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Northwestern learning scientists partner with Chicago school

Collaboration with Bennett Day School over ‘design thinking’ benefits both sides

What happens when inventive K-12 students work side-by-side with university students on a design problem?

Northwestern University researchers are testing the idea with Chicago’s Bennett Day School, an innovative partnership that aims to redefine what a traditional laboratory school might look like.

The initiative brings together learning scientists from Northwestern’s School of Education and Social Policy – including faculty and undergraduate and graduate students – with the students of Bennett Day, an independent progressive school for children age preschool through 12th grade.

Designed by Northwestern learning scientist and computer scientist Mike Horn and Bennett Day School’s Frances Judd, the programs are based on the Reggio Emilia philosophy of education, where students and teachers learn from one another.

“When it comes to science and design, combining the different ways of thought across K-12 and university students can be an inspiring and productive approach,” Horn said.

The partnership incorporates curriculum, learning and other elements from Bennett Day School’s classrooms and Tinker Lab activities at its Reggio Emilia-inspired schools. In addition to piloting learning methods and analyzing how the different generations work together, the two schools also are developing tools to enhance digital portfolios of student work.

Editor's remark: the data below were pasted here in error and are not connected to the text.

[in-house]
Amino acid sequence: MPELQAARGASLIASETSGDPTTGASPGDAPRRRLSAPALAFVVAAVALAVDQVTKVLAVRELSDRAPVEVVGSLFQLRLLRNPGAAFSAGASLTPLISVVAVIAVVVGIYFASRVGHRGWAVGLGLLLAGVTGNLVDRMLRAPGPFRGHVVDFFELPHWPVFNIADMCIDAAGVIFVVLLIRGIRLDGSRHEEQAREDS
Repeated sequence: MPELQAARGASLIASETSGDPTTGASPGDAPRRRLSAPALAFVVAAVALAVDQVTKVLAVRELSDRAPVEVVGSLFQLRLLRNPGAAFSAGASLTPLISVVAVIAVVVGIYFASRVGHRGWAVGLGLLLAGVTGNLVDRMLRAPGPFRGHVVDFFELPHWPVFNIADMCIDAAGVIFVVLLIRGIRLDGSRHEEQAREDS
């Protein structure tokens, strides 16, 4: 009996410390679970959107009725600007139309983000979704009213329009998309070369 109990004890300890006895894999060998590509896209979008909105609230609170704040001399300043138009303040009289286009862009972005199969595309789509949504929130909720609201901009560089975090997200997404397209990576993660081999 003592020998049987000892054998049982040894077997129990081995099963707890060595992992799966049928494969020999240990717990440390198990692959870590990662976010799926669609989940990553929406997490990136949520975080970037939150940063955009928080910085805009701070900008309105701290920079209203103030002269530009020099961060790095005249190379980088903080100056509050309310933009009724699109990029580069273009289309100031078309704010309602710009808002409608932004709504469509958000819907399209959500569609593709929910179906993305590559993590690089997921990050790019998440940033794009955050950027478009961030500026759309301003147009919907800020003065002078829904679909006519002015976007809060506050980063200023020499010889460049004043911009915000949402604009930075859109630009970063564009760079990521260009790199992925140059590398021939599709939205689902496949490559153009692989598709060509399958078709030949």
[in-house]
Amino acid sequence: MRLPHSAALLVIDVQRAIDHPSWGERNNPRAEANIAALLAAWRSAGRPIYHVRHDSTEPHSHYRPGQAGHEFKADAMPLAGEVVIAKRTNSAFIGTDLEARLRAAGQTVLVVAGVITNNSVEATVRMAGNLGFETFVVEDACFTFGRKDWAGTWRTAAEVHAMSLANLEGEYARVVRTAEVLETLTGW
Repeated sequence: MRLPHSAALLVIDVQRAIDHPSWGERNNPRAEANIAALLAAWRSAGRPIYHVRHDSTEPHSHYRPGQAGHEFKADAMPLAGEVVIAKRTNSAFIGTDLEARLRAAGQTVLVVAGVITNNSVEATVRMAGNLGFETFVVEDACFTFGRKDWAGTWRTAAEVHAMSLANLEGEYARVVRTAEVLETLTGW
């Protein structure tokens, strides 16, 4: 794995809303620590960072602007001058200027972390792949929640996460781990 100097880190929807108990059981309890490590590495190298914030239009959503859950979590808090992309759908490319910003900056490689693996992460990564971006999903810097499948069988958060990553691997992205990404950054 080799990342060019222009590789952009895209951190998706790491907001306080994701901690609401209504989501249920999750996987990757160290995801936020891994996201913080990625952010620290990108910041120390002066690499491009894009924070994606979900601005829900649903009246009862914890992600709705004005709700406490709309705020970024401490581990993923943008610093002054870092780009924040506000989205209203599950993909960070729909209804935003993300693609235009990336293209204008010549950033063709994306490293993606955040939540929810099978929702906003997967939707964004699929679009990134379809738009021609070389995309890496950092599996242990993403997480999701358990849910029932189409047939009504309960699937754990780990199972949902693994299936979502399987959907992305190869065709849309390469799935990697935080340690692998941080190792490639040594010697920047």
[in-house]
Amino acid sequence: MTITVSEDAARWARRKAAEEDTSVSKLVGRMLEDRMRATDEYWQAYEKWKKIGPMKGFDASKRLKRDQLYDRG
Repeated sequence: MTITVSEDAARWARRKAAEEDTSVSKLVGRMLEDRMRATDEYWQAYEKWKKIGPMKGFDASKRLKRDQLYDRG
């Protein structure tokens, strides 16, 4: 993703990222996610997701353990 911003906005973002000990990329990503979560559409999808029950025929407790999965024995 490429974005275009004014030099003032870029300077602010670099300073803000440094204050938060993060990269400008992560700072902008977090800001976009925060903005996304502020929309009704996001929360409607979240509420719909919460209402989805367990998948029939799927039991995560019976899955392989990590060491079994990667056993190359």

Northwestern learning scientists, for example, will work closely with Bennett Day School to analyze what the teachers write in digital portfolios that accompany pictures, video and more.

“Our goal is to build technology and tools together to better recognize patterns in how our students learn,” said Bennett Day School CEO and founder Cameron Smith, a Northwestern University alumnus. “The key is to personalize a student’s learning experience around cognitive-based goals rather than content-based.”

The collaboration was initially piloted during the 2015-16 school year. In one experiment, Northwestern students designed prototype activities and tools to encourage preschoolers and kindergartners to play collaboratively rather than side-by-side.

“The collaboration is a tremendous opportunity to put theory into practice alongside those at Northwestern,” said Judd, a teacher and special projects coordinator at Bennett Day School and member of Horn’s Tangible Interaction Design and Learning Lab (TIDAL).

Horn studies how design can address large and small problems in society and ways to incorporate those solutions into a K-12 curriculum.  He has designed and tested computer programming language games in science museums and early elementary school classrooms as well as designed multi-touch tabletop exhibits for natural history museums.

Like Northwestern’s School of Education and Social Policy, Bennett Day School strives to develop lifelong learners and leaders.

“We are excited to empower both groups of students, younger and older, to innovate together in research and design of new and exciting applications for K-12 learning,” Bennett Day School’s Smith said. “Given my own connection with Northwestern, I am very excited about this partnership to put theory into practice in our real-world setting.”

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